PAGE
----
Monday, 13 October 2014
This entry is going to be a record (necessarily shortened a bit) of this last weekend. On Saturday morning we set out to drive to London to attend the baptism of Great Granddaughter Elsa. The above photo was taken of a dramatic sky somewhere over the M25. We drove up to Twyford to have a look round an Antique Shop where we've always bought well over the past several years. Beside the shop door were two notices each telling us that the shop was now 'permanently' closed and thanking everyone for their custom over the last twenty five years - oh well, it was bound to happen, sooner or later. There are very few real antique shops about now. Drove back into London, and to our hotel, which we'd found on EBay, a small, basic, but very clean, welcoming, and affordable establishment (oh yes, there are such places to be found - even in London).
The following morning, after a 'full English breakfast' served up by the proprietors, a charming Indian couple, we made our way to the Church of Saint Anselm Belmont, at Stanmore, Middlesex, where we took the above onesie of ourselves; only I think I've got that the wrong way round and in fact it's a selfie of.......... oh well I've no doubt you can work it out. The Church (in this case I do mean the building) as you can see in the above photo, is a solidly confident late Victorian/ Edwardian confection/erection. The real Church (i.e. the people - the resident congregation) was lovely. Ann described them as - an evangelical, but nicely short of being a happy-clappy- Church. The music was an excellent choir, many of whom played instruments at the same time as singing. There were two guitarists and a percussion section, mainly with a West Indian flavour. As I was a member of a skiffle group a very long time ago (late nineteeen fifties) I could appreciate their music.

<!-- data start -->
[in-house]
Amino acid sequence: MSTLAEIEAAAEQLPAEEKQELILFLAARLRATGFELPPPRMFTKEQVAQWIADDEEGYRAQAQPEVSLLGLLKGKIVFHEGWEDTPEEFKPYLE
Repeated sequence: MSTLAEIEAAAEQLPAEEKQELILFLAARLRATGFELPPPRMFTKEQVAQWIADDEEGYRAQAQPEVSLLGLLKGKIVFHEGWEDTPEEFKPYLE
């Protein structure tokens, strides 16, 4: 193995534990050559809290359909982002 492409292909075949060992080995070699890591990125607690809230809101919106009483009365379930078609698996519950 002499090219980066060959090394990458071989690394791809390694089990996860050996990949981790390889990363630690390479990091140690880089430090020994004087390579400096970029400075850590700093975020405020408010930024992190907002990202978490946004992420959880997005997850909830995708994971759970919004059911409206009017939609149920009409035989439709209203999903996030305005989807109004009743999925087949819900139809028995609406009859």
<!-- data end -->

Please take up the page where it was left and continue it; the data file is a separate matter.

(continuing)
Above photo shows Ann with our grandson Matthew.
Above photo is of Ann and our Great Granddaughter Elsa (who behaved perfectly during the baptism - and indeed all day).
Last picture shows our oldest and youngest daughters (gallantry prevents me, of course, from telling you which is which).
Well that's really all about the baptism, but I do want to tell you of one small incident that occurred later in a private room at a nearby hostelry where Granddaughter Georgie, Elsa's mother , had arranged a very nice buffet meal/reception. This last few years I've rather admired the sort of quiet self confidence that a good many of today's youngsters seem to have. Ann and I had just sat down at table when a young lad galloped up, held out his hand and said "Mum says I can come and say hello to you because you know me". I returned his handshake and said
"You'll have to tell me your name though".
"I'm Oscar", he said in a slightly surprised tone of voice, and as if his words had explained every thing.
"Of course I know you". I replied (I mean, how many Oscars does one meet during a lifetime?) "I've known you since you were a baby, but the last time we met you were only a toddler, so I'd forgotten". He obviously forgave my lapse of memory, and said "I'm ten now", after which we got on well. His mother (a good friend of our youngest daughter) came up soon afterwards and hoped Oscar wasn't being a nuisance (which he wasn't in the least). I told him I was glad he'd introduced himself, but that I supposed we both had a duty to circulate now; although I then stopped to chat with his mother and picked up all the family news (and to compliment her on her son's good manners).
"Oh, he worked out that you were probably Lizzie's father. So I told him to come and introduce himself. I knew you wouldn't mind."
I repeat, it's lovely to meet youngsters with that sort of quiet self confidence and innate good manners.